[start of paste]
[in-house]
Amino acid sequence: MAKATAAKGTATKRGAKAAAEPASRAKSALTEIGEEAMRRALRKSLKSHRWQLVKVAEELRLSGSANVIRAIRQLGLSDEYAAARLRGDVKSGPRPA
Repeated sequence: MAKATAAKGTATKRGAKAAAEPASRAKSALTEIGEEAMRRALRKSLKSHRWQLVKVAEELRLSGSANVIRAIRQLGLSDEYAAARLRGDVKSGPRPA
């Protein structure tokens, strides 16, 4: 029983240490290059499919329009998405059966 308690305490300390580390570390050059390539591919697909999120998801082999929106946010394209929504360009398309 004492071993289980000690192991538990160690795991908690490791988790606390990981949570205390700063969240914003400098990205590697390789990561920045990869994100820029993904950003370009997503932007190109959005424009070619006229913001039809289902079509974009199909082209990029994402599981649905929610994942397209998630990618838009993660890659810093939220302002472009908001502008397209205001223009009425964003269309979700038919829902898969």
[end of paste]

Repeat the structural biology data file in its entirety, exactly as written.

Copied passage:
[in-house]
Amino acid sequence: MAKATAAKGTATKRGAKAAAEPASRAKSALTEIGEEAMRRALRKSLKSHRWQLVKVAEELRLSGSANVIRAIRQLGLSDEYAAARLRGDVKSGPRPA
Repeated sequence: MAKATAAKGTATKRGAKAAAEPASRAKSALTEIGEEAMRRALRKSLKSHRWQLVKVAEELRLSGSANVIRAIRQLGLSDEYAAARLRGDVKSGPRPA
């Protein structure tokens, strides 16, 4: 029983240490290059499919329009998405059966 308690305490300390580390570390050059390539591919697909999120998801082999929106946010394209929504360009398309 004492071993289980000690192991538990160690795991908690490791988790606390990981949570205390700063969240914003400098990205590697390789990561920045990869994100820029993904950003370009997503932007190109959005424009070619006229913001039809289902079509974009199909082209990029994402599981649905929610994942397209998630990618838009993660890659810093939220302002472009908001502008397209205001223009009425964003269309979700038919829902898969």